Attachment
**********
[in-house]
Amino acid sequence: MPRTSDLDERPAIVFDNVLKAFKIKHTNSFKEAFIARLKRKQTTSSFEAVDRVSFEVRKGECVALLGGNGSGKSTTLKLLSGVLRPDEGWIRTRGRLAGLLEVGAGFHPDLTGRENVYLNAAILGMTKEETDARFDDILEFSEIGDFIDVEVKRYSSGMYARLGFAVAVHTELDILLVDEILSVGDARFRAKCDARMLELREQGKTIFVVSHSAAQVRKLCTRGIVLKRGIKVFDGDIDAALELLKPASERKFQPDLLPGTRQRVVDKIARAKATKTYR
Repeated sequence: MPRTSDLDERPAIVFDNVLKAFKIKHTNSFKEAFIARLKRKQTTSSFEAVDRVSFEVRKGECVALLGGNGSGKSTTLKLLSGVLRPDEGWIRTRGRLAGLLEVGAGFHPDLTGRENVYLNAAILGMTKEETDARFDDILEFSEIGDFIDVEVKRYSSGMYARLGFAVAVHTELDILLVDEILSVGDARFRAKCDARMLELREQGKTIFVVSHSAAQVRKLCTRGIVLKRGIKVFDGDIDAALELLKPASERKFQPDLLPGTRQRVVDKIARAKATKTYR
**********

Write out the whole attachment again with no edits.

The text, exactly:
[in-house]
Amino acid sequence: MPRTSDLDERPAIVFDNVLKAFKIKHTNSFKEAFIARLKRKQTTSSFEAVDRVSFEVRKGECVALLGGNGSGKSTTLKLLSGVLRPDEGWIRTRGRLAGLLEVGAGFHPDLTGRENVYLNAAILGMTKEETDARFDDILEFSEIGDFIDVEVKRYSSGMYARLGFAVAVHTELDILLVDEILSVGDARFRAKCDARMLELREQGKTIFVVSHSAAQVRKLCTRGIVLKRGIKVFDGDIDAALELLKPASERKFQPDLLPGTRQRVVDKIARAKATKTYR
Repeated sequence: MPRTSDLDERPAIVFDNVLKAFKIKHTNSFKEAFIARLKRKQTTSSFEAVDRVSFEVRKGECVALLGGNGSGKSTTLKLLSGVLRPDEGWIRTRGRLAGLLEVGAGFHPDLTGRENVYLNAAILGMTKEETDARFDDILEFSEIGDFIDVEVKRYSSGMYARLGFAVAVHTELDILLVDEILSVGDARFRAKCDARMLELREQGKTIFVVSHSAAQVRKLCTRGIVLKRGIKVFDGDIDAALELLKPASERKFQPDLLPGTRQRVVDKIARAKATKTYR